From 1983 to 1993, he held faculty positions in Neurology, Neuropathology and Neurosciences at the University of Chicago. Dr. Stefánsson received his M.D. and Dr. Med. from the University of Iceland and is board-certified in neurology and neuropathology in the United States.
He has published numerous articles on the genetics of common/complex diseases and has been among the leaders of the world in the discovery of variants in the sequence of the human genome that associate with the risk of common/complex traits.
Dr. Stefánsson was chosen by Time magazine as one of the 100 most influential men of the year for 2007 and by Newsweek as one of the 10 most important biologists of the 21 century. He was the recipient of the Jakobus Award 2007, The World Glaucoma Association Award for present scientific impact 2007, The European Society of Human Genetics Award 2009, and The Andre Jahre Award 2009.
Royal College of Surgeons of Edinburgh, UK
Alyssa Alabassi is a British entrepreneur and UK trained and qualified practicing surgeon with extensive knowledge of the various layers of the health system in UK. She worked in an Advanced Computation Laboratory at Cancer Research UK devising IT solution for connected and integrated care pathways.
She chaired international business meetings on Big Data, Population Based Solutions, Predictive Analysis and Connected Objects.
Her research interest is in Breast Cancer and Familial Breast Disease and has successfully setup prevention clinics for patients at high risk of developing breast cancer.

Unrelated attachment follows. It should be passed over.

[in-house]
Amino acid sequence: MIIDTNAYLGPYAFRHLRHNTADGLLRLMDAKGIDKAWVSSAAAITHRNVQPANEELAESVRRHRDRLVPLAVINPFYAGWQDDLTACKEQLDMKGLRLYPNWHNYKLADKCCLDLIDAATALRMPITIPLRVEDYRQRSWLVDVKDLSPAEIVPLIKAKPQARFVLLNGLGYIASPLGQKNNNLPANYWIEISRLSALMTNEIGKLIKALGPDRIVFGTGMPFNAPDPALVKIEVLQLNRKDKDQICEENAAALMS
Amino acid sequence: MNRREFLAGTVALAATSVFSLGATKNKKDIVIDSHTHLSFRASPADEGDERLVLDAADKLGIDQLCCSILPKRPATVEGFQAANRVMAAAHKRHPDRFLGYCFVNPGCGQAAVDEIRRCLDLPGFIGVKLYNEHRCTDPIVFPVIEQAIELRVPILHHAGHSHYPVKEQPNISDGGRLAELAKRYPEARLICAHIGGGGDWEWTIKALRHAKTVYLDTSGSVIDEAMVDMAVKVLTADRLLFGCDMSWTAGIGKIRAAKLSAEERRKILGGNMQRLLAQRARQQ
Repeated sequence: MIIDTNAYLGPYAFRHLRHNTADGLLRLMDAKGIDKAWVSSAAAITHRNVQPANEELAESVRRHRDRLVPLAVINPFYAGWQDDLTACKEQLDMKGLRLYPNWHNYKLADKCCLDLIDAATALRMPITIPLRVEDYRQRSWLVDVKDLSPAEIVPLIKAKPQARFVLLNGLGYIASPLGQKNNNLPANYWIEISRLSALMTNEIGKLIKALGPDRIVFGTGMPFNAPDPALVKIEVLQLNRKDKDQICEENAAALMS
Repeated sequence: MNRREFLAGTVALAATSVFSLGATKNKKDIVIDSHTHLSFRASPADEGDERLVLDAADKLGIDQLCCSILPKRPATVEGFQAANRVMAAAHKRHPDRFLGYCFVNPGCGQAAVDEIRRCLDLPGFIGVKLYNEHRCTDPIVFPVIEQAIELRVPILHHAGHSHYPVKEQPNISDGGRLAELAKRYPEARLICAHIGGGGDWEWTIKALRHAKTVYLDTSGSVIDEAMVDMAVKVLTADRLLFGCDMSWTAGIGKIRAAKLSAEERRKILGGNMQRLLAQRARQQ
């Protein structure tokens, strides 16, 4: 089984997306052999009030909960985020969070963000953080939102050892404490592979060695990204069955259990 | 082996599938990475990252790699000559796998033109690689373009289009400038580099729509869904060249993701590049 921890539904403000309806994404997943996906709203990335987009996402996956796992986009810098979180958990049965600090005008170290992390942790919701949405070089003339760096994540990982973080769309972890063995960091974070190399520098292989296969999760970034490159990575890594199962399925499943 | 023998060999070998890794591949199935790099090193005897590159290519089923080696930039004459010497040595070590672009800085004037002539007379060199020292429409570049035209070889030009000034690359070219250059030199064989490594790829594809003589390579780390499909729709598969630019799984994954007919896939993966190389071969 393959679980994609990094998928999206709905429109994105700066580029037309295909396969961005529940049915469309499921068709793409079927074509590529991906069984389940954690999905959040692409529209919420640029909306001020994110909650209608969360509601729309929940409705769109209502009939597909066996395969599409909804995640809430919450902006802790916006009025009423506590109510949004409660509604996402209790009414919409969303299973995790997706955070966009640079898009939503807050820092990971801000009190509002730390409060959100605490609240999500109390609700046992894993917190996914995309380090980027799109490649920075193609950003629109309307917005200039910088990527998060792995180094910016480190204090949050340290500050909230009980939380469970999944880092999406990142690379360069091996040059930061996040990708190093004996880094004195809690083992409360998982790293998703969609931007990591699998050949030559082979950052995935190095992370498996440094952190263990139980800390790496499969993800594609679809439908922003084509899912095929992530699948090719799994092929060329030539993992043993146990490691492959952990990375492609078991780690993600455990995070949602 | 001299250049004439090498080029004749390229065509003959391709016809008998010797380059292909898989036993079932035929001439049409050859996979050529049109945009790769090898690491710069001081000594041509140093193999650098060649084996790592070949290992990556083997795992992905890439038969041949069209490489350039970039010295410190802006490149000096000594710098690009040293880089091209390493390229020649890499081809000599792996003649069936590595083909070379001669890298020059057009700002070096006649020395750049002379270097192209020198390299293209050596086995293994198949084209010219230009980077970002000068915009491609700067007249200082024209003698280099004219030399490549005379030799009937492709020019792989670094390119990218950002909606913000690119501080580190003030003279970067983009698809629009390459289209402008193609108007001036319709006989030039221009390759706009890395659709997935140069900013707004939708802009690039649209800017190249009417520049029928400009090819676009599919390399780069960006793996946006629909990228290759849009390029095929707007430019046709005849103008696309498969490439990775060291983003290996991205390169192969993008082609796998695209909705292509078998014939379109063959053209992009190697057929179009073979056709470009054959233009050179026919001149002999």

As healthcare providers, we are trained to treat the symptoms and causes of disease. This may involve prescribing medications or surgically intervening to aid that process. We study the anatomy and physiology of both brain and body, together with the disease process and the drugs we need to prescribe in our endeavor to do that.
Our approach is traditionally reactive rather than proactive. Oftentimes, we are too late in our attempts to impede or halt an illness. Prevention is something we advocate but not heavily invest in. This is primarily because we are traditionally trained in the principles of evidence-based factual medicine and prevention had largely been perceived as anecdotal. There is however a shift in this attitude, which is mainly patient-driven.
In this age of technology and the wide availability of information, there is an increasing awareness that firefighting is no longer sufficient, particularly from the “at-risk” population who’s only available resource was disease-screening aimed at early-detection rather than arresting/ reversing the disease process. Patients are no longer satisfied with waiting to become ill for intervention to take place. The principles of epigenetics teach us that disease causation is multi factorial; therefore, preventative measures should take into account risks that are specific to an individual.
The design of a personalized risk assessment tool to institute successful preventive measures is becoming paramount. To be effective, the acquisition of data encompassing not only familial history and personal medical history but early-life stressors, acquired personal habits, life-style choices and diet should become part of the everyday medical practice since their modulation is key to prevention.
The processing of this data, not just for research and education but to produce technological predictive tools tailored to the individual is what our patients are calling for.